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SAA results to be released end April, as AG grapples with technical matters

Feb 23 2018 16:41
Yolandi Groenewald

Johannesburg - South African Airways (SAA) now has untill the end of April to finally table its long-awaited financials results, and will host its annual general meeting (AGM) no later than the end of March.

This comes after SAA again failed to table its 2016-17 annual financial statements at the end of February, while no specific date has been given for its postponed AGM. According to the Companies Act, the meeting should have been held before the deadline of January 28 this year.

National Treasury told Fin24 that the embattled airline and its external auditors, South Africa's auditor general (AG), are currently finalising technical accounting matters

Treasury also said the Companies Tribunal granted SAA an extension by the Companies Tribunal to have its AGM by March 31 2018 at the latest.

The tabling of SAA’s financial results has been postponed to no later than April 30 2018, it stated when questioned on the implications of this for the delayed results.

National Treasury is comfortable that this will allow the AG and the airline sufficient time to address technical accounting matters, it added. 

Treasury also said it has been engaging regularly with the airline on progress made in this matter in its weekly monitoring meetings.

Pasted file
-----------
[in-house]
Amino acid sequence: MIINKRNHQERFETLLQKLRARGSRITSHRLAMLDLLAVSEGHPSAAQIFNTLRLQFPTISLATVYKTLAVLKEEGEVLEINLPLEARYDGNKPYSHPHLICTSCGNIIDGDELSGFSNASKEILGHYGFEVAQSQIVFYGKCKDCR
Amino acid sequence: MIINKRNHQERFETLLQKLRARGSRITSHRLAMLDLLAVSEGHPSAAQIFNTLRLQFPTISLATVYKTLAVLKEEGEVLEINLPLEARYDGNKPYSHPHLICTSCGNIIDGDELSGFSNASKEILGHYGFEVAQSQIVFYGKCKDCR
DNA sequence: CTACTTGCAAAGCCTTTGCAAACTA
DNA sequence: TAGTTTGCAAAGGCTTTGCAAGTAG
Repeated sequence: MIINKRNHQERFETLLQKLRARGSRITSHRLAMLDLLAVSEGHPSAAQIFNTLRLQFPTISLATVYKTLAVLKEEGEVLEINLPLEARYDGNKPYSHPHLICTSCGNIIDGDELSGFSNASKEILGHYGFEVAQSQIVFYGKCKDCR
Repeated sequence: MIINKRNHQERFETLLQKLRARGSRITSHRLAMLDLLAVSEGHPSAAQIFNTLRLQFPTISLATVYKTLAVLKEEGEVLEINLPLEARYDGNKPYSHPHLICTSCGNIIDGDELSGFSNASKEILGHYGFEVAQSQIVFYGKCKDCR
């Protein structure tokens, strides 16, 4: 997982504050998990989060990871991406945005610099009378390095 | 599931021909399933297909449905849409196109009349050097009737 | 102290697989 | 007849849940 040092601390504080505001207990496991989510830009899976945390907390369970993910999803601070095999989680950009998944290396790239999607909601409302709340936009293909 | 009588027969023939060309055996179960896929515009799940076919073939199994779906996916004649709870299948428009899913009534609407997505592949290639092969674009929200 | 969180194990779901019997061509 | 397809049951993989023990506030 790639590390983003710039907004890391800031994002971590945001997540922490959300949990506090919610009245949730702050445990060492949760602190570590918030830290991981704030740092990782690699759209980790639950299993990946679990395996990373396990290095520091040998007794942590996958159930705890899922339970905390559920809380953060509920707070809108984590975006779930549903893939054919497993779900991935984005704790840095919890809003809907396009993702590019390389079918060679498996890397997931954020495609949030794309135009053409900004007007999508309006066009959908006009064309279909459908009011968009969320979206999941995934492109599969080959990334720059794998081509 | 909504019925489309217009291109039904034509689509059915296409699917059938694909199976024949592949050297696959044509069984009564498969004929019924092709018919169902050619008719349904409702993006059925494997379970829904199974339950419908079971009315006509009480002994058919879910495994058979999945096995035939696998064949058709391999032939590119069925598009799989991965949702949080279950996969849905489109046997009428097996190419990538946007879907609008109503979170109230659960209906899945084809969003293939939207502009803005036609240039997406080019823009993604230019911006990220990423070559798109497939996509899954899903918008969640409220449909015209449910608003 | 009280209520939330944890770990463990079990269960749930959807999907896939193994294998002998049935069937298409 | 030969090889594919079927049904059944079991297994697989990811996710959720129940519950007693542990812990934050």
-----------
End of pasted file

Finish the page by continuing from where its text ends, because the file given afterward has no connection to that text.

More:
On Thursday Finance Minister Malusi Gigaba asked for an extension for the tabling of the embattled airline’s 2016-17 annual financial statements in Parliament until April 30 2018. This means SAA would have missed the deadline prescribed in the Public Finance Management Act (PFMA) by about 8 months. 

The delay by the SAA board in presenting the ailing parastatal's annual financial statements is unacceptable, said Democratic Alliance MP Alf Lees on Thursday. He added that it violated the letter and spirit of the PFMA and the Companies Act which enjoins public entities to table their financial statements timeously.

SAA lost R5.6bn in 2014/15 and R1.5bn in 2015/16.

It received a R3bn bailout from Treasury in 2017 to avoid defaulting on its loan from Citibank. A senior Parliamentary legal adviser had questioned the bailout, Fin24 reported. This was on top of another government bailout of R5bn, including a R2.2bn bailout Treasury granted the airline in June last year to prevent it from defaulting on its loan from Standard Chartered.

Addressing debt issues at SAA was one of the points in Gigaba’s 14-point plan to revive confidence in the economy.

The airline made a deal with domestic lenders in November 2017 to extend the refinancing of R6bn in outstanding loans, Bloomberg reported. He said the DA would ensure that SAA and Gigaba not keep a lid on the financial rot at the airline.

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